- I am so surprised this isn’t ending up on more year-end top 10 lists. This is the first feature from Richard Ayoade (AKA Moss from The IT Crowd) and it strikes a balance of charming and insightful without being twee. A lot of people have compared it to the work of Wes Anderson but while it shares some characteristics I think this is its own brand of idiosyncratic. Aside from the savvy dialogue and compelling performances, it has what is not only my favourite movie soundtrack of the year but my favourite album of the year period.
4) Tinker Tailor Soldier Spy
- This one surprisingly split audiences; some found it to be boring and pretentious (I heard one person call it “Critic porn”) while others deft and exquisitely executed. I most definitely fall into the latter category. With a cast that seemed to be aiming for the title of “one of the all time best” – Gary Oldman, Colin Firth, Tom Hardy, Mark Strong, John Hurt, Ciaran Hinds, Benedict Cumberbatch, Toby Jones, Kathy Burke – this was one of the most richly rewarding films of the year for me and one of only four I gave the full 5/5 stars to.
- What can I say about Nicholas Winding Refn’s film that hasn’t already been said? Great performances, a terrific soundtrack, explosions of shocking violence to punctuate the generally (and surprisingly) quiet nature of the film and an air of cool unlike any other film this year. If you haven’t seen it yet you’ve done yourself a great disservice.
2) We Need To Talk About Kevin
- It shows just how great of a year 2011 was for film when this only made it to number 2 on my list. Lynne Ramsay has already had a great little career so far with her two previous efforts Ratcatcher and Morvern Callar. Almost a decade later (after a messy tried-and-failed attempt to get an adaptation of The Lovely Bones made) Ramsay returned with this, an astonishing exploration of nature versus nurture with a phenomenal central performance from Tilda Swinton. A horror film in disguise.
1) The Tree of Life
- Amid the summer blockbuster domination Terrence Malick’s fifth film absolutely floored me. No other film in 2011 affected me in such a primal way as this did; beyond the breath-taking visuals, terrific performances and sprawling narrative, there was just something about this film on a raw, visceral and human level that really got to me. A complex exploration of life, the universe and everything… and the answer isn’t 42.
Honorable Mentions:: Rise of the Planet of the Apes, Super 8, Kill List, Harry Potter and the Deathly Hallows: Part 2, Troll Hunter, 50/50, Contagion, Attack the Block, Albatross, Tomboy
Didn’t See Because They Weren’t Released in the UK in 2011: Shame, War Horse, Carnage, The Iron Lady, Martha Marcy May Marlene, J. Edgar, The Descendants, Like Crazy, A Dangerous Method, The Muppets, Young Adult, Extremely Loud and Incredibly Close.
Didn’t See But Should’ve: Dreams of a Life, The Future, Weekend, Snowtown, Resistance, Sleeping Beauty, Texas Killing Fields, The Yellow Sea, Miss Bala, Sarah’s Key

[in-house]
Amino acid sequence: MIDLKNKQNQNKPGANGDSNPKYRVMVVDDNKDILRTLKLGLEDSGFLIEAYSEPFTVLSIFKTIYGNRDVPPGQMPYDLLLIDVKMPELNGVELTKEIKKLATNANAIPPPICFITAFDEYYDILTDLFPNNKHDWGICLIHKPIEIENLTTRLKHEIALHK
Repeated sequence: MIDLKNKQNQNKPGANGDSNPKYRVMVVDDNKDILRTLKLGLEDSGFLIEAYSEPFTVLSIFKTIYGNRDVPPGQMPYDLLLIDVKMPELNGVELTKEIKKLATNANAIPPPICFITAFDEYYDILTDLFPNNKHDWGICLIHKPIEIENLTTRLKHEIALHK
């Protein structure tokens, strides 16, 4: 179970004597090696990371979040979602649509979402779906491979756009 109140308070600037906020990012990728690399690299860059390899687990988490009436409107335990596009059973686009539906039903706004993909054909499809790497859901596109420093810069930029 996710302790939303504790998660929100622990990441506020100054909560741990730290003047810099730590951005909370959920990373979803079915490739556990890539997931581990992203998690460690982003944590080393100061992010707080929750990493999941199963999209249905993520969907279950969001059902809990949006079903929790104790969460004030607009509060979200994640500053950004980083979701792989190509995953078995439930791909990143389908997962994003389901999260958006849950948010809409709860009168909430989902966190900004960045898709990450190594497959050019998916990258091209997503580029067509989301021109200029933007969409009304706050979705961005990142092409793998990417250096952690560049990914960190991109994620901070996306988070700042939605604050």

10) The Adventures of Tintin: Secret of the Unicorn
- I say ‘up yours’ to all the naysayers, I really enjoyed Tintin. Who needs rich characters or a finely crafted mystery when you’ve got such a fun and immensely likeable mix of old fashioned adventure and gloriously extravagant set-pieces.
- So much has been written about this and again it had it’s detractors, but although it lost me in moments, overall this was a masterclass in fusing the generic with the artistic. It may be a case of style over substance, but when it’s this stylish and this damn cinematic I don’t care.
8 ) Tree of Life
- Terrence Malick’s bold labour of love may be rather self indulgent, but you can’t fault his perfect encapsulation of youth and memory or his eye for jaw droppingly gorgeous visuals.
7) True Grit
- The Coen brothers rarely put a foot wrong and this is another solid addition to their cannon. It didn’t grab me like some of their other films and is more classic in approach than their quirkier offerings, but it’s still a vastly entertaining and finely crafted western.
- I’ve not seen many documentaries this year, but this one helped make up the gap. By avoiding talking heads and focussing on only a few elements of his life, it’s very much going for the narrative led ‘cinematic’ approach to documentary and does so brilliantly. An emotionally powerful and intensely dramatic portrait of an F1 legend.
5) Blue Valentine
- Yes I know, you Americans and Canadians all saw this (and True Grit) last year, but I couldn’t skip it just because it came out in the ‘grey area’. If you follow the site you’ve heard all the praise. It’s beautifully performed and utterly devastating (if overly so at times).
- This is a film that has had some decent reviews here and there, but not nearly enough love as it deserves. That’s not all that surprising though being as the film is incredibly tough to watch. It’s not graphically violent as such (other than one or two horrific scenes), it’s just relentlessly grim. It’s also stunningly well constructed though and the power it achieves through restraint is incredible.
3) Kill List
- After the low key, ‘rough around the edges’ but otherwise great Down Terrace, Ben Wheatley upped his game for his sophomore effort, delivering an incredibly tense experience like no other, mixing kitchen sink drama with classic British horror. He even proved he could pull off action set-pieces with the terrifying climactic sewer chase, which felt a bit out of place but could be excused because it was so damn good.
- I had no plans to see this exceptional film from Lee Chang-Dong originally. I only went because the group I was with wanted to watch Tree of Life which I’d already seen that week, so I went for something else. I’m so glad I did though, because Poetry was the most beautifully poignant and subtly heartbreaking film I saw all year, if not further.